Author: Bike Social Reporter Posted: 18 Apr 2013
This may come as a shock to you, but KTM is actually Europe�s largest motorcycle manufacturer. Yep, the guys in orange are bigger than even the mighty BMW and last year produced a massive 107,142 bikes. And they are getting even larger. Where most of the motorcycle manufacturers are seeing declining sales, KTM reported a 32% increase in units sold last year. The reason for this? Mainly the 125 and 200 Duke.
They say great things come in small packages (well my girlfriend says this�) and the two baby Dukes have proved a resounding success with the 125 Europe�s best selling 125 and the 200 clearing 8,000 units in India. Which brings us nicely to Bajaj, the Indian company who own just under half of KTM and build not only the 125 and 200 but also the new 390 for KTM over in India.
In order to keep costs down, KTM have developed the small capacity Dukes to be �platform� models. What this means is that the 125, 200 and 390 share the vast majority of their components, making them cheap to produce. The frame, swingarm, suspension (although damping is altered), brakes, tank, wheels, seat, clocks, everything is identical between the models. The only variations that the 390 has over the smaller capacity bikes is a set of proper Metzeler Sportec M5 tyres rather than the cheapie objects the small capacity bikes get and that�s about it. Well, apart from the engine obviously.
Despite being a ground-up new engine producing 44bhp and 26ft.lb from its 375cc single cylinder, the 390 Duke�s motor slots into the same frame as the 125/200 engine. So with the A2-licence compliant (after a 1.5bhp reducing re-map) Duke 390 you are basically getting a bike that weighs 12kg more but has 44bhp compared to a learner-legal 15bhp. A sure-fire recipe for fun.
To ride the 390 Duke is a real blast. The engine has a good spread of power low down then picks up and has an extra zap at around 6,500rpm. After a while you do tend to find yourself nailing it everywhere, but through town and on twisty back roads the 44bhp is certainly enough to provide speedy momentum with minimal vibrations and a lovely single cylinder exhaust note. As you would expect it has all the learner friendly boxes ticked such as a light clutch, decent throttle response, good steering lock and slick gearbox, however what the Duke has that others such as the Honda CB500 range lack is a serious weight loss program.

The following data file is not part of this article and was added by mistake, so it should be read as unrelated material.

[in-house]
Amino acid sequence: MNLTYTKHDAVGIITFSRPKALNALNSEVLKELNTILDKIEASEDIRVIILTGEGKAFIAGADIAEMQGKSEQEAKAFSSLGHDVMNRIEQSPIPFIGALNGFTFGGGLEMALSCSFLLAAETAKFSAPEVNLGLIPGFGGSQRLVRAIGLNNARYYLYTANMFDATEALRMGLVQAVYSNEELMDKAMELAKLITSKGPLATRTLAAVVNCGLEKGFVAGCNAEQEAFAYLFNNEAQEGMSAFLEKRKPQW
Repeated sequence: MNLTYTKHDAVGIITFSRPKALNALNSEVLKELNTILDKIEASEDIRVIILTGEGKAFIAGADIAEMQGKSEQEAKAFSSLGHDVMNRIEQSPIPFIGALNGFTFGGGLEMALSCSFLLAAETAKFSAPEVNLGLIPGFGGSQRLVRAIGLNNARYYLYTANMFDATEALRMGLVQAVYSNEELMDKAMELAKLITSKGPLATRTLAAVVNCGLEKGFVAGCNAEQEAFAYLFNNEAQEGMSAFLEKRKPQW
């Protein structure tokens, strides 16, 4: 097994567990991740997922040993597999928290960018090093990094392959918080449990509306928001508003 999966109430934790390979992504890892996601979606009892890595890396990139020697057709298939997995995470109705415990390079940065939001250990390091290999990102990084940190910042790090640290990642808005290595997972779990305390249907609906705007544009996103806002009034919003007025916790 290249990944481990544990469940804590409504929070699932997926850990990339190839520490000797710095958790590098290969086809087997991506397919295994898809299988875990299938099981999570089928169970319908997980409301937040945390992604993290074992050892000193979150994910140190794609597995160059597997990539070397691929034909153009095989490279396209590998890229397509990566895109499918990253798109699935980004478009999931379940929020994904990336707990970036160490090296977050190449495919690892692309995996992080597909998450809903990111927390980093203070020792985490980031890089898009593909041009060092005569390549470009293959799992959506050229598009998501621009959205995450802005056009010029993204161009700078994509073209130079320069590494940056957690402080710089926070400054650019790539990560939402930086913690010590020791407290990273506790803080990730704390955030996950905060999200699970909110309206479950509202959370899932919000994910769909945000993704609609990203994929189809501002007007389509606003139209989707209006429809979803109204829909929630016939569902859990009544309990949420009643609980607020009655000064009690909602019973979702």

The Duke feels incredibly light and agile at both low speed and also on faster roads. The WP suspension doesn�t feel cheap and nasty while the Metzeler tyres are a huge improvement on the horrible items on the 125. You can chuck the 390 Duke around with confidence and it can certainly crack on through the corners. It�s a genuinely good handling and very nimble machine that doesn�t have that flighty feeling that small capacity machines often come with. But will it succeed?
Well here is the good news. The 390 Duke costs �4,495 � which is only �500 more than the 125 Duke. In my book that�s a bargain and although it is built in India, which may put some off, KTM check every single bike in their Austrian factory before sending them out to dealers to ensure quality. Judging by the positive reaction to the smaller capacity bikes I can�t see the 390 Duke failing. It�s a great looking, good handling A2 bike that has worldwide appeal and is certain to provide a further boost to KTM�s expansion plans. As an aside note, which demonstrates how KTM are continually evolving their product range, the bikes that will arrive in dealers will have orange wheels and not black � the powers that be decided that black just wasn�t cool enough having seen the press images!!!
SPECS: KTM 390 Duke
Engine: 375cc single cylinder
Torque: 26lb ft@7,250rpm
Top speed: 105mph (est)
Weight: 139kg (dry)
MPG: 60mpg (est)
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